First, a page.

Nothing in this world says 'Straya' like a cold beer on a hot day, like the crack of a cricket ball against a bat, like the below gif of a kangaroo trapped in an airport pharmacy, like paying hellishly exorbitant prices for goods that our overseas mates get way, way cheaper. 


As you probably gleaned from the headline, this article is about the latter. Deutsche Bank's recently-published 'Mapping The World's Prices Report' indicates that, for the fourth year running, Australia is the world's most expensive country.

The report measured world currencies against the US dollar, and found that Aussies currently pay $1.12 for items that would cost $1.00 in the United States.

We only narrowly edged out New Zealand, who pay $1.11 in local currency, but were way ahead of most Asian countries - Japan pays just $0.85, with China at $0.60, and India at $0.28.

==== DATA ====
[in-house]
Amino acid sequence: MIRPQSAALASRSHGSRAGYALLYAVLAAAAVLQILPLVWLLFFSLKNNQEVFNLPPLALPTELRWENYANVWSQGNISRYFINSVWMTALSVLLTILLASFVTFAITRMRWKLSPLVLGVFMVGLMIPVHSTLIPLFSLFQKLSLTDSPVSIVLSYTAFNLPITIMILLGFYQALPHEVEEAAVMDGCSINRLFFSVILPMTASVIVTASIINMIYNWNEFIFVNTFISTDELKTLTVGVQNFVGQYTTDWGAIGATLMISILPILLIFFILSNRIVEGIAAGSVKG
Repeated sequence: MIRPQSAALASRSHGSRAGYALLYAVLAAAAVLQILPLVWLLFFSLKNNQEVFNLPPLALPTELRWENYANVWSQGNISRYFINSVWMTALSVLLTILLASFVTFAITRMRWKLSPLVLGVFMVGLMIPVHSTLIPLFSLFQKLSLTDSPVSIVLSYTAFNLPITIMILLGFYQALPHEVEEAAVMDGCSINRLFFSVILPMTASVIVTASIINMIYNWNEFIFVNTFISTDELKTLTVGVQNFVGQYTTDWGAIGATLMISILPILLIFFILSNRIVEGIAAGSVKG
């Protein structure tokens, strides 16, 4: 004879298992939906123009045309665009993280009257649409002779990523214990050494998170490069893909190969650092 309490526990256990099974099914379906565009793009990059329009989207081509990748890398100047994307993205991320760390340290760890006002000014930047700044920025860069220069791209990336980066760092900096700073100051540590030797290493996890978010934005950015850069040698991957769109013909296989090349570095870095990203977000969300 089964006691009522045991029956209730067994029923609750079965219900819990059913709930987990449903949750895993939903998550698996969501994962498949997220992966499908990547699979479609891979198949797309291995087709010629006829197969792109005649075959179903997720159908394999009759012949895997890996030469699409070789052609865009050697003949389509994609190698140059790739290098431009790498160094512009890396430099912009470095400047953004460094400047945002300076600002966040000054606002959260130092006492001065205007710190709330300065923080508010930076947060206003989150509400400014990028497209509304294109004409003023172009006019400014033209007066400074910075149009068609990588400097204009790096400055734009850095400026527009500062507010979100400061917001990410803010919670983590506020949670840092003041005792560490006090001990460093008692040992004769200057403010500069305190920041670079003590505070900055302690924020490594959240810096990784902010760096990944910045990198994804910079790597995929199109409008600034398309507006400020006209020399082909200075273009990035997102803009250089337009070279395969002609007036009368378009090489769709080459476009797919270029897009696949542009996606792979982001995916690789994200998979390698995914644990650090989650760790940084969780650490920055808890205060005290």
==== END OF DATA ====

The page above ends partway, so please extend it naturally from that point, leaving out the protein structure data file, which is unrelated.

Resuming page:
Sydney and Melbourne ranked as the most expensive cities in the world for public transport, as anyone who recently took out a second mortgage for a tram trip to St Kilda would probably tell you anyway. 

Australia's falling exchange rate has helped lower prices, but the fact that Australia has survived for so long without experiencing a serious economic slowdown means that goods here are still eye-wateringly expensive.

"In the absence of that, prices have drifted higher over time," Deutsche Bank Australia's chief economist Adam Boyton told Fairfax. 

"The surge in commodity prices that had underpinned our economic performance meant we really didn't have to be efficient. We could just rely on getting paid much more to do the same thing."

The report includes global comparisons on the prices of goods from Big Macs to iPhones, although it's a bit of a depressing read, and you may need to drown your sorrows in a beer that costs twice what it would throughout much of Asia


Photo: Scott Barbour via Getty Images